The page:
flopping in the nba is perfect example. the best player on the planet, lebron james, just got fined for flopping and a number of players have been fined throughout the season and into the playoffs for oncourt theatrics. overall, the nba has gotten more strict about it’s no flopping rule, but they are measuring the wrong things.
the root of the issue stems from how referees are measured.
referees used to have more leeway. they could stop calling fouls -- even if a player was clearly fouled -- if that same player had a reputation for flopping. they had the ability to maneuver and correct behavior... then the nba officiating committee started breaking down a referee’s performance by the accuracy of his calls. his whistle was no longer a way to adjust behavior, but the means in which he would be measured. a good officiating game was not about how players played or behaved or how in control the games was, but rather how precise his calls were.
this might sound like a great idea in theory as it’s also more quantifiable. far easier to say referee x isn’t cutting it because his calls were below a certain percentage or that referee y should do the nba finals since his call accuracy is the best in the league.
accuracy got measured, and so it was done... and now we have flopping as one of the unforeseen results.
flopping aside, some referees and the nba might still prefer this approach. they know exactly how they are judged. certain employees and managers might prefer this too. it’s easier to remove judgement and ambiguity. when it comes to bonuses and reviews, it’s black and white. did your sales meet the quota? did your product ship on time?
however, i would argue for metrics that leave more room for interpretation. strict rules and behavior too far down the org chart doesn’t account for the fluidity and interconnectedness of an entire organization. simply optimizing one person’s function rarely results in maximizing value for the whole company as people in any function will invariably wear a lot of hats. particularly in a knowledge economy, with constant movement and behavior changing rapidly, i’d encourage the measurement of hard to measure things.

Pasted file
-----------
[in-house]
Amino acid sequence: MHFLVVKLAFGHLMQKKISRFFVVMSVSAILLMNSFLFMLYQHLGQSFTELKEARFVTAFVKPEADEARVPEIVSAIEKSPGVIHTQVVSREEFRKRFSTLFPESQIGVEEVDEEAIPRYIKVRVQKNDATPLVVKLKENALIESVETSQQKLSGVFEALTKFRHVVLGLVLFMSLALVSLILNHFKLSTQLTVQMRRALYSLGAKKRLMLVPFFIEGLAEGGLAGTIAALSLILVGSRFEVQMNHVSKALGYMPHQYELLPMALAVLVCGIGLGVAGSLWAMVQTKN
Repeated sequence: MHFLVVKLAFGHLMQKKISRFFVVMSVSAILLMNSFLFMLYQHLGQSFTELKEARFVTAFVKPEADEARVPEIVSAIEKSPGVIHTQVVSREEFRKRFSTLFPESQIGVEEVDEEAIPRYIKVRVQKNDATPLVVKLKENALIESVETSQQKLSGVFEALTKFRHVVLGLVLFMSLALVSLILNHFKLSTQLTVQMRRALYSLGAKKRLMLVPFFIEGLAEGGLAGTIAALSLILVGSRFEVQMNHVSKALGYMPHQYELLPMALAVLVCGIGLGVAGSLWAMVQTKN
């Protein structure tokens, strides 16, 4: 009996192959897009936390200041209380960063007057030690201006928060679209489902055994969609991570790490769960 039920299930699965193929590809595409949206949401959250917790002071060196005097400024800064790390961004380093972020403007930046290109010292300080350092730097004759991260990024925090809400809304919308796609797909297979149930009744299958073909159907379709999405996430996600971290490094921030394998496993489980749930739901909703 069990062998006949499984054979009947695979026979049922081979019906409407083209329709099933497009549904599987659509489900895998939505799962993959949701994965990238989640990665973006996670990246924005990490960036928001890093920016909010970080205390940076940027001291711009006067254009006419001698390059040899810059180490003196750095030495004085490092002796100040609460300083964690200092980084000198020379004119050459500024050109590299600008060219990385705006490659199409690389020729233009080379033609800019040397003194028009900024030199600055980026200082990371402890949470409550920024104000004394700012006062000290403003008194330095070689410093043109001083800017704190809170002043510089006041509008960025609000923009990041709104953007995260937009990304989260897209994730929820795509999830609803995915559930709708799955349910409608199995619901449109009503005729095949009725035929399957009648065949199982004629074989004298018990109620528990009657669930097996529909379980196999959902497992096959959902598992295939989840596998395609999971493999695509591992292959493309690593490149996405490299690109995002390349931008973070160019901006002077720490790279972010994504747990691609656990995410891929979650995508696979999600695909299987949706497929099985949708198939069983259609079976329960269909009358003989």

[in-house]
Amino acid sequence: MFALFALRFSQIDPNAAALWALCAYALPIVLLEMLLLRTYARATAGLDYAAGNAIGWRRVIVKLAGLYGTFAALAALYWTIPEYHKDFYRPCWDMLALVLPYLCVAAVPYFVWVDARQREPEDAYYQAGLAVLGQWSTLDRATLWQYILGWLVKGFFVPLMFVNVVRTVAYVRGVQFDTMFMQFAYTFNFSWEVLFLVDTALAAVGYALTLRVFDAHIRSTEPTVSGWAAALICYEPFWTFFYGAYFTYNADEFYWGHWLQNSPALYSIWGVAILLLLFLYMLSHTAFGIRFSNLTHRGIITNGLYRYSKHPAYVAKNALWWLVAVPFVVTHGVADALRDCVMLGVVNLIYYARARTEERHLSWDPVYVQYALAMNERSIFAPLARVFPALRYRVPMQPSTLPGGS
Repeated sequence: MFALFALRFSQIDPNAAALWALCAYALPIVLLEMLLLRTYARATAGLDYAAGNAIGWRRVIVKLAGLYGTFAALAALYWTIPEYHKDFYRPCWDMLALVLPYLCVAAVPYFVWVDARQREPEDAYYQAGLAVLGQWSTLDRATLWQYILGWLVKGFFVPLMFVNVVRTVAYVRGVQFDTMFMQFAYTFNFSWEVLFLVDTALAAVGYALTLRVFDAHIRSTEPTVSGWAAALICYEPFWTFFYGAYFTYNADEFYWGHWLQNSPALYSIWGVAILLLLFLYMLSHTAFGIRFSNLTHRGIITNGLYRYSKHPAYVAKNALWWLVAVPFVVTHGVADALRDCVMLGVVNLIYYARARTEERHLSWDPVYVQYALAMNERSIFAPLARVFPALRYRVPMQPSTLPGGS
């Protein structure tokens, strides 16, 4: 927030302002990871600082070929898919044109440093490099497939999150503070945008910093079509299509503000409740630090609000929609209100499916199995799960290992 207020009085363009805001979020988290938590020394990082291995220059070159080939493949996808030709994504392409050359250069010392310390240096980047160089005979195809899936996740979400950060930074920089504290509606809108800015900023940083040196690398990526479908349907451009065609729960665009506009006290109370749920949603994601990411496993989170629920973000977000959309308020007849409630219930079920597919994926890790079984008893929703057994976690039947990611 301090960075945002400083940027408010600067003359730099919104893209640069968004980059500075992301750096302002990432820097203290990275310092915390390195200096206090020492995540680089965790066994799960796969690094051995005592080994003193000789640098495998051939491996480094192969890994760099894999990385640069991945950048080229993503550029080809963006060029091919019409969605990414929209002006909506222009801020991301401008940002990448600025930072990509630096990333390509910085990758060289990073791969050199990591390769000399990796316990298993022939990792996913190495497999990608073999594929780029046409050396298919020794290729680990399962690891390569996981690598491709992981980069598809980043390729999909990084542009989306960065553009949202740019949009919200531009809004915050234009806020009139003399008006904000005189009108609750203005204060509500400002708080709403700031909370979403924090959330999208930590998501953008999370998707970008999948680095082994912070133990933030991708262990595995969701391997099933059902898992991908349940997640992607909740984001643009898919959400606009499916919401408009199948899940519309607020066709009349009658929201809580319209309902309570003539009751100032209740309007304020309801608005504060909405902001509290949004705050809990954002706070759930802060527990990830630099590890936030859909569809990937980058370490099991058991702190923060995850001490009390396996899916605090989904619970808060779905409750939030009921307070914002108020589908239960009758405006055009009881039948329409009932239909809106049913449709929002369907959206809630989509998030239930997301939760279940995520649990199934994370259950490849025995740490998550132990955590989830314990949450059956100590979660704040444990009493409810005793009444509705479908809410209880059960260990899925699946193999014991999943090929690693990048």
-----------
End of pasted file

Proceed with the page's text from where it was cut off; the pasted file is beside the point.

customer service, for example, has seemingly straightforward metrics. calls per hour, call duration, and so on. yet none of those get to satisfaction. zappos is famous for its customer service, and it’s succeeded largely because it doesn’t focus on easy metrics. satisfaction is all that matters, and that doesn’t even mean a long phone call -- for that could be gamed in the other direction.
satisfaction really boils down to repeat and referral business, but that’s tough to reward your customer support team on things that are also affected by product and operations. thus the need to measure what matters, cognizant of second and third derivatives -- sacrificing accuracy of measurement for impact -- and then tying rewards into individual, team, and organization-wide results.
qualitative metrics have far more room for impact, and will challenge employees to be -- as mark pincus, the founder of zynga, likes to say -- the ceo of their jobs. brad feld, managing director at foundry group, wrote a great piece about this.
an organization with the right employees and right culture will value qualitative, imperfect goals.
when thinking back to when i was founding workables (now part of zaarly), i often thought one of my mistakes was trying to solve a problem that required a change in user behavior. as the saying goes, people are creatures of habit. if they are used to a certain process or product, it’s tough to make them think differently.
now i’m not so sure. many of the great products and services today taught us to do things differently, from adding a filter to a photo to making reservations and appointments with an app instead of a phone call. linkedin helped us to better fill out our profiles, largely because they helped us measure our progress.
whether you’re trying to start working out or trying to stop playing candy crush, changing one’s behavior is always a challenge. it’s hard enough to try to change our own behavior, much less have someone else or something else change us. as terrible as each of us is (at least in some way), we’re pretty happy that way... but increasingly i think we’re willing to change, collectively as a society and individually.
where we work, where we live, what we eat, and even how we think has never been so fluid. for those who create organizations that measure and reward creatively, there’s never been more opportunity to capture share of both mind and market.